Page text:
Thompson envisaged himself walking along the beach near his home at first light this morning “knocking on the coffee shop to get in at half past seven”. He added: “My mind works overtime, but it’s outwith my control. I’ve done everything I can do.”
As he turned over in his head what could lie in wait for the Tannadice club against St Johnstone this afternoon while trudging in the sands, the United kingmaker was entitled to crown his thoughts with just how much he has done for his club since their last such silverware success, the 2010 final flattening of Ross County.
Thompson has previously spoken about his inability to enjoy that triumph because all anyone wanted to speak to him about was how it belonged to the legacy of his father Eddie, who had died after a long, public struggle with cancer a year and a half earlier. Then, Stephen was portrayed as the son who had the Tannadice reins thrust into his hands through tragedy. Now, he is at last being recognised for having taken those reins and driven the club on to a new, potentially thrilling, era.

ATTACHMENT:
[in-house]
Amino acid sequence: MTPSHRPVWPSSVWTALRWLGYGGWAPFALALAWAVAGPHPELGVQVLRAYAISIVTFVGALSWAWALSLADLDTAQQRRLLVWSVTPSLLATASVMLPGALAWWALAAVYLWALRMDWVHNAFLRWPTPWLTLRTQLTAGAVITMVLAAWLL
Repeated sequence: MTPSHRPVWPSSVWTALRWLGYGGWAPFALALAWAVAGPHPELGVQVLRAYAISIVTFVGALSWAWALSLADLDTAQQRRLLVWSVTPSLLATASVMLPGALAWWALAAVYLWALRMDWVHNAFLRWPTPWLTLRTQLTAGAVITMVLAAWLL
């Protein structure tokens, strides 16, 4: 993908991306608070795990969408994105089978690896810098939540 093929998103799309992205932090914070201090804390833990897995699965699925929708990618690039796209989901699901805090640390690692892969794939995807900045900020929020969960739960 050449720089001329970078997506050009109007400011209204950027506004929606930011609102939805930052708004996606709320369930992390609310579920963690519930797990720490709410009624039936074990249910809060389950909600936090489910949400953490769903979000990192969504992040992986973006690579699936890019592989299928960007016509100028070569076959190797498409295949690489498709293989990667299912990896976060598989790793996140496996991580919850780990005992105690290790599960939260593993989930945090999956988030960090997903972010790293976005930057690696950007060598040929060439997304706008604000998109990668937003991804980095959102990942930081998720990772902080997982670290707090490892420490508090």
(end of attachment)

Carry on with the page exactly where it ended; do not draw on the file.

United in the present day may be Stephen Thompson’s construction, but it is one he is entitled to think would delight his father. “Hopefully, my dad would be proud of what we’ve achieved since I took over,” he said. “I think he would be over the moon. I don’t think about it that often, but two cup finals and getting rid of the bank debt is hugely important for the club. We are in our best financial position in 18 years. One of the reasons he supported Dundee United was the type of football they played. You can see the football we play now. I know we have our ups and downs at times, but the style of football is what he’d love to see.”